Name

IsolationLevel

Synopsis

This enumeration specifies the isolation level that is used for a transaction. The isolation level is a measure of the degree that a transaction is isolated from other database activity. Higher isolation levels provide better data integrity, but they also slow performance because of required locking. For example, the highest isolation level, Serializable, places a lock on all the tables a transaction accesses, which prevents other users from updating or inserting rows while the transaction is in process. Their requests are still processed when the transaction ends, provided their commands don’t time out. RepeatableRead is the next highest isolation level; it uses locking to prevent another user from updating or deleting the rows that are being used in the transaction, but it doesn’t guarantee that new rows won’t be inserted. ReadCommitted is often a good compromise with shared locks held while the data is being read, thereby avoiding dirty reads (reads that retrieve information from a transaction that has not yet been committed). However, the data can be changed by another user before the end of the transaction, resulting in nonrepeatable reads or phantom data. This is SQL Server’s default. ReadUncommitted doesn’t use any locking, and dirty reads are possible.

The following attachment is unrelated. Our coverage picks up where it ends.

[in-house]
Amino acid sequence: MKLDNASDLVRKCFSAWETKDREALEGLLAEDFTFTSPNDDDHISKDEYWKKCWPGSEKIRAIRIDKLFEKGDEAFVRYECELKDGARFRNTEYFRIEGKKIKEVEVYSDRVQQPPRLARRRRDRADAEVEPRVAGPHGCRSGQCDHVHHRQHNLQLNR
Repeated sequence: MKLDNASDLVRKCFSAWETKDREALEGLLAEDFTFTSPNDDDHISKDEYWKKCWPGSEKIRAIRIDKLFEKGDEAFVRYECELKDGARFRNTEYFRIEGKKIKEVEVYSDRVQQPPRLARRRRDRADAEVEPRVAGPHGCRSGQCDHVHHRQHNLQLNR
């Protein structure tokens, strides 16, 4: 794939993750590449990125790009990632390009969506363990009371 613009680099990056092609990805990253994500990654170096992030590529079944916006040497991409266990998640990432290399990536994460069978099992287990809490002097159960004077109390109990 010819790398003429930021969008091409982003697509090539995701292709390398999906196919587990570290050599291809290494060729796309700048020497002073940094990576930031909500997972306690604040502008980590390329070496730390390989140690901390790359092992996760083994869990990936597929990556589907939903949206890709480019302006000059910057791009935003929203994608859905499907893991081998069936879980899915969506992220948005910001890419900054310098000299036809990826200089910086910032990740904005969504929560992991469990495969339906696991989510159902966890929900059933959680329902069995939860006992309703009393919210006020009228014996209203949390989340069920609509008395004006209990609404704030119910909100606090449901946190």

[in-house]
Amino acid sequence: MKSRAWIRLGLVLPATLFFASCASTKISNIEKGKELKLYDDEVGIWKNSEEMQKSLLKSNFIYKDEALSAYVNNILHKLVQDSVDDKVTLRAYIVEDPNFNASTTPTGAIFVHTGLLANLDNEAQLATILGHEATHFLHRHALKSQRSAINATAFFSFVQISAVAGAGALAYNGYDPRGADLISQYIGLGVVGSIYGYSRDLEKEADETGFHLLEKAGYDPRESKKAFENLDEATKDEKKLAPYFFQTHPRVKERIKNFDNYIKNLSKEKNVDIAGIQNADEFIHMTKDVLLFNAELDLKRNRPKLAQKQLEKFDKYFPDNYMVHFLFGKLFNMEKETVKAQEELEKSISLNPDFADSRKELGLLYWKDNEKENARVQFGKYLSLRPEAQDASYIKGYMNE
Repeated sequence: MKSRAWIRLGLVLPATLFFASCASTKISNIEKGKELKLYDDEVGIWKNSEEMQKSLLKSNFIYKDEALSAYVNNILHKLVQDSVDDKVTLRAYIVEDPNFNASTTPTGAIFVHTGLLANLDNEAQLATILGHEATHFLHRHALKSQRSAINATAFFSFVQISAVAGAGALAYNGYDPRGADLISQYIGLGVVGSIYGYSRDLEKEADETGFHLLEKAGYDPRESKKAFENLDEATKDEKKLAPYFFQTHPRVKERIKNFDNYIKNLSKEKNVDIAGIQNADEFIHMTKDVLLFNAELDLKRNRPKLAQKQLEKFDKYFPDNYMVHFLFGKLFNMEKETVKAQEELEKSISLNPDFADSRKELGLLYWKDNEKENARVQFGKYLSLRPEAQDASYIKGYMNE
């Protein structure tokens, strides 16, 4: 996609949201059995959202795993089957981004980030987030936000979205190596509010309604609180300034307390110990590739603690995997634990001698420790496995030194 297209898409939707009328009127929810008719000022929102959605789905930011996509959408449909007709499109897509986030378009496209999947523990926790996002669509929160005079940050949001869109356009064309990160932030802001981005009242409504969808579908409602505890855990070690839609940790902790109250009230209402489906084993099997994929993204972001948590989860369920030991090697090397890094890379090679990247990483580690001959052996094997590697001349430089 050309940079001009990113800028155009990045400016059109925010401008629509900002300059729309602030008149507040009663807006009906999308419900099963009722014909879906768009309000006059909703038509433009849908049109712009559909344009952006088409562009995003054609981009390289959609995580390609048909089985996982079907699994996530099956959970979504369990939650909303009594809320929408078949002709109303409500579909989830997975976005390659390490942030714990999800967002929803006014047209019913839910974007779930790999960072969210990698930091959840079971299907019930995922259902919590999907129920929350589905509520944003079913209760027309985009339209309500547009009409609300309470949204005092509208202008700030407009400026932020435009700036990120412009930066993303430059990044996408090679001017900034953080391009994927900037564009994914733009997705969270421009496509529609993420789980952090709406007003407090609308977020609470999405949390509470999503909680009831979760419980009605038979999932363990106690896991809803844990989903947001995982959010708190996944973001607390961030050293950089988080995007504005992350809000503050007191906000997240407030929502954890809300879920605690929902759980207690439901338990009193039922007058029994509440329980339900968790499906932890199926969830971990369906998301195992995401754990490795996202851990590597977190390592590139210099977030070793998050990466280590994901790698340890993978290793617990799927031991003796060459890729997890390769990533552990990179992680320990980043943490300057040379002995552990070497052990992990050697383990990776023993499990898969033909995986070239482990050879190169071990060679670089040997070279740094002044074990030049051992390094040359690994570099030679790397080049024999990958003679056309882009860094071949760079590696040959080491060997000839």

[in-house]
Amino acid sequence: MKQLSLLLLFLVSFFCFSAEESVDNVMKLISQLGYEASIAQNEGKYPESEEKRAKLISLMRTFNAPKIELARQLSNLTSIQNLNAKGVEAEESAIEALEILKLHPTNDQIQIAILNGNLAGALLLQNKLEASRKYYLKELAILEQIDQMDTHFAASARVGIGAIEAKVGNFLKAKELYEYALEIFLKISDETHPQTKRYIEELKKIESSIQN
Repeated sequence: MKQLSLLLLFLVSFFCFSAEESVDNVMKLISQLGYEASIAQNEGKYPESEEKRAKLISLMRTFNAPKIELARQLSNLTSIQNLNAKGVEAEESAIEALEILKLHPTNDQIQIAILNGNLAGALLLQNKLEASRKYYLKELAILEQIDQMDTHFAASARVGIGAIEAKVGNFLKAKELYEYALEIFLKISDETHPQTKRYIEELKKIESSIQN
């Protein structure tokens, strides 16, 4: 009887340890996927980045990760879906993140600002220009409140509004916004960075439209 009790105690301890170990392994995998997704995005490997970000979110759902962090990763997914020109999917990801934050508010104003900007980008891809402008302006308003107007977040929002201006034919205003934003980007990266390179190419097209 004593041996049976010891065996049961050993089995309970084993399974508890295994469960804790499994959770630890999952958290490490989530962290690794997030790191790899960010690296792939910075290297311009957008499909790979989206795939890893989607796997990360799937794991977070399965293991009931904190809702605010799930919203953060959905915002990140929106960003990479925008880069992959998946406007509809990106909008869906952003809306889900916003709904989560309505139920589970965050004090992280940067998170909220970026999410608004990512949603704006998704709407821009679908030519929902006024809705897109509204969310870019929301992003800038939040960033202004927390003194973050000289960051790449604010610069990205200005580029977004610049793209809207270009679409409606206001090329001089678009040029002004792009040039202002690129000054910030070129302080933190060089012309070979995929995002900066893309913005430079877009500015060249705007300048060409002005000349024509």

You specify the isolation level when creating a transaction with the IDbConnection.BeginTransaction( ) method. Not all providers support all levels (for example, Chaos isn’t supported by SQL Server). ...

Get ADO.NET in a Nutshell now with O’Reilly online learning.

O’Reilly members experience live online training, plus books, videos, and digital content from 200+ publishers.